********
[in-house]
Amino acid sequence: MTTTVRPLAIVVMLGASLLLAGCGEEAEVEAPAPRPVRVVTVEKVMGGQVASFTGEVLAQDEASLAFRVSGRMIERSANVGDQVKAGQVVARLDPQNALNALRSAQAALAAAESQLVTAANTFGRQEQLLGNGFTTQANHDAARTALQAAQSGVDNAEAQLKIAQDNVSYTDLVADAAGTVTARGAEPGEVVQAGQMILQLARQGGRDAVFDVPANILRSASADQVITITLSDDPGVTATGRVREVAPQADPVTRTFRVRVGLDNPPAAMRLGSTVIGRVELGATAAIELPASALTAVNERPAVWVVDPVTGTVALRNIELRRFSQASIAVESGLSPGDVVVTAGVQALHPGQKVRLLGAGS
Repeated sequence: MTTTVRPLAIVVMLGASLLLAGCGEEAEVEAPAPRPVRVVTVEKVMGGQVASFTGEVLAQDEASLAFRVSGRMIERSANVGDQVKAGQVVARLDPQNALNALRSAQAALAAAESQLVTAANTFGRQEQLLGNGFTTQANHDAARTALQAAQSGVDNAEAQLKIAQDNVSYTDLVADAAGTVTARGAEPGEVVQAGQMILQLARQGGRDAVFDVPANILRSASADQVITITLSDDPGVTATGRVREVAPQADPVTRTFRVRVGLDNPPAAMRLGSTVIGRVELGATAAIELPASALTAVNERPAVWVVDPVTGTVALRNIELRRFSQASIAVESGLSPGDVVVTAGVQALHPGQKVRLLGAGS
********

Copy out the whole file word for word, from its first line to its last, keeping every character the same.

[in-house]
Amino acid sequence: MTTTVRPLAIVVMLGASLLLAGCGEEAEVEAPAPRPVRVVTVEKVMGGQVASFTGEVLAQDEASLAFRVSGRMIERSANVGDQVKAGQVVARLDPQNALNALRSAQAALAAAESQLVTAANTFGRQEQLLGNGFTTQANHDAARTALQAAQSGVDNAEAQLKIAQDNVSYTDLVADAAGTVTARGAEPGEVVQAGQMILQLARQGGRDAVFDVPANILRSASADQVITITLSDDPGVTATGRVREVAPQADPVTRTFRVRVGLDNPPAAMRLGSTVIGRVELGATAAIELPASALTAVNERPAVWVVDPVTGTVALRNIELRRFSQASIAVESGLSPGDVVVTAGVQALHPGQKVRLLGAGS
Repeated sequence: MTTTVRPLAIVVMLGASLLLAGCGEEAEVEAPAPRPVRVVTVEKVMGGQVASFTGEVLAQDEASLAFRVSGRMIERSANVGDQVKAGQVVARLDPQNALNALRSAQAALAAAESQLVTAANTFGRQEQLLGNGFTTQANHDAARTALQAAQSGVDNAEAQLKIAQDNVSYTDLVADAAGTVTARGAEPGEVVQAGQMILQLARQGGRDAVFDVPANILRSASADQVITITLSDDPGVTATGRVREVAPQADPVTRTFRVRVGLDNPPAAMRLGSTVIGRVELGATAAIELPASALTAVNERPAVWVVDPVTGTVALRNIELRRFSQASIAVESGLSPGDVVVTAGVQALHPGQKVRLLGAGS